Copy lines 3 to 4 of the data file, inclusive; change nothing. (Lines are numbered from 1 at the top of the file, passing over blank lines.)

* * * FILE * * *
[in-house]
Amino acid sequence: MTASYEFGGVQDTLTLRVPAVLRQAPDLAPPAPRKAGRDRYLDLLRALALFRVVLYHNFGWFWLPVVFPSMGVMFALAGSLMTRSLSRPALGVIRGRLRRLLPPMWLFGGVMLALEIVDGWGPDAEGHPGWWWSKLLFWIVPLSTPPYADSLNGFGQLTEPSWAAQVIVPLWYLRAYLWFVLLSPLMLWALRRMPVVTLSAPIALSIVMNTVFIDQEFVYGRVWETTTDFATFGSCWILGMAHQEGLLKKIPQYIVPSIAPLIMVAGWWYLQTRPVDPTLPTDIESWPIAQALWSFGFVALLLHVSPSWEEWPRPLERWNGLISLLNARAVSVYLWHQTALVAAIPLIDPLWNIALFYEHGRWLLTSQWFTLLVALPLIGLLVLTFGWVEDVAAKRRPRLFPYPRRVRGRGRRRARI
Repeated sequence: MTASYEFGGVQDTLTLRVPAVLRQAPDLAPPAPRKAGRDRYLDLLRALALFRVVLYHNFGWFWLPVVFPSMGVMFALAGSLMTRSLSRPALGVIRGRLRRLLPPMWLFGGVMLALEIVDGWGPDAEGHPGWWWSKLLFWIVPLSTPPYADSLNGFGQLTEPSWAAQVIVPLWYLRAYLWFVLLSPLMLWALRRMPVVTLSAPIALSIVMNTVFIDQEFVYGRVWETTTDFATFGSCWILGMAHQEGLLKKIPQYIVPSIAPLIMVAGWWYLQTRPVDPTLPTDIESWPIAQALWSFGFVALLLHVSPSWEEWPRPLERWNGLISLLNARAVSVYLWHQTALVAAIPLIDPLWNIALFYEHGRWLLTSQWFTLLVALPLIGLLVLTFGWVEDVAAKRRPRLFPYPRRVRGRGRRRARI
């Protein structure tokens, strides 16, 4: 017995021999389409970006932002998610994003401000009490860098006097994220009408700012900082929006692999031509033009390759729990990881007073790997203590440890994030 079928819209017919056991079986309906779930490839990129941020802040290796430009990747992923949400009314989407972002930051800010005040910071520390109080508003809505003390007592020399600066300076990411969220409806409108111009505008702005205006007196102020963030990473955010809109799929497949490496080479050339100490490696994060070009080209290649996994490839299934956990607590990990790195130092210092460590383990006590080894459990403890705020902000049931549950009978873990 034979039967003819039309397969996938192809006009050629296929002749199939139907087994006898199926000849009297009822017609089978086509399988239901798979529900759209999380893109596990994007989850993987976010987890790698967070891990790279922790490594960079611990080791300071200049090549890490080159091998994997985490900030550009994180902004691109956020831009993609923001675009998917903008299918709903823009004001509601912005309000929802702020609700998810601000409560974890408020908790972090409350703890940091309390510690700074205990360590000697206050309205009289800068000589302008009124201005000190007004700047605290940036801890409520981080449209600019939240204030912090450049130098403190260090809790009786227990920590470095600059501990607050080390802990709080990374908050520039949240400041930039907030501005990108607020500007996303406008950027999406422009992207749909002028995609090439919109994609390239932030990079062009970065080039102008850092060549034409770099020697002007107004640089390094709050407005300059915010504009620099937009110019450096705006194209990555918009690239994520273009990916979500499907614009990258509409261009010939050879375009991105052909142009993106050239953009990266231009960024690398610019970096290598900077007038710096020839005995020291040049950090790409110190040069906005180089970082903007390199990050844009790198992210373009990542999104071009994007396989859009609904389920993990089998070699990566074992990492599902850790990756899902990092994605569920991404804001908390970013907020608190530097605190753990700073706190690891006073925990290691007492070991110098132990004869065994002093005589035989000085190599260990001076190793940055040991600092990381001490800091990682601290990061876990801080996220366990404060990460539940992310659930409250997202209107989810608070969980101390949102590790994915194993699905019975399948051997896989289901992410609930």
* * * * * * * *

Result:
Repeated sequence: MTASYEFGGVQDTLTLRVPAVLRQAPDLAPPAPRKAGRDRYLDLLRALALFRVVLYHNFGWFWLPVVFPSMGVMFALAGSLMTRSLSRPALGVIRGRLRRLLPPMWLFGGVMLALEIVDGWGPDAEGHPGWWWSKLLFWIVPLSTPPYADSLNGFGQLTEPSWAAQVIVPLWYLRAYLWFVLLSPLMLWALRRMPVVTLSAPIALSIVMNTVFIDQEFVYGRVWETTTDFATFGSCWILGMAHQEGLLKKIPQYIVPSIAPLIMVAGWWYLQTRPVDPTLPTDIESWPIAQALWSFGFVALLLHVSPSWEEWPRPLERWNGLISLLNARAVSVYLWHQTALVAAIPLIDPLWNIALFYEHGRWLLTSQWFTLLVALPLIGLLVLTFGWVEDVAAKRRPRLFPYPRRVRGRGRRRARI
């Protein structure tokens, strides 16, 4: 017995021999389409970006932002998610994003401000009490860098006097994220009408700012900082929006692999031509033009390759729990990881007073790997203590440890994030 079928819209017919056991079986309906779930490839990129941020802040290796430009990747992923949400009314989407972002930051800010005040910071520390109080508003809505003390007592020399600066300076990411969220409806409108111009505008702005205006007196102020963030990473955010809109799929497949490496080479050339100490490696994060070009080209290649996994490839299934956990607590990990790195130092210092460590383990006590080894459990403890705020902000049931549950009978873990 034979039967003819039309397969996938192809006009050629296929002749199939139907087994006898199926000849009297009822017609089978086509399988239901798979529900759209999380893109596990994007989850993987976010987890790698967070891990790279922790490594960079611990080791300071200049090549890490080159091998994997985490900030550009994180902004691109956020831009993609923001675009998917903008299918709903823009004001509601912005309000929802702020609700998810601000409560974890408020908790972090409350703890940091309390510690700074205990360590000697206050309205009289800068000589302008009124201005000190007004700047605290940036801890409520981080449209600019939240204030912090450049130098403190260090809790009786227990920590470095600059501990607050080390802990709080990374908050520039949240400041930039907030501005990108607020500007996303406008950027999406422009992207749909002028995609090439919109994609390239932030990079062009970065080039102008850092060549034409770099020697002007107004640089390094709050407005300059915010504009620099937009110019450096705006194209990555918009690239994520273009990916979500499907614009990258509409261009010939050879375009991105052909142009993106050239953009990266231009960024690398610019970096290598900077007038710096020839005995020291040049950090790409110190040069906005180089970082903007390199990050844009790198992210373009990542999104071009994007396989859009609904389920993990089998070699990566074992990492599902850790990756899902990092994605569920991404804001908390970013907020608190530097605190753990700073706190690891006073925990290691007492070991110098132990004869065994002093005589035989000085190599260990001076190793940055040991600092990381001490800091990682601290990061876990801080996220366990404060990460539940992310659930409250997202209107989810608070969980101390949102590790994915194993699905019975399948051997896989289901992410609930």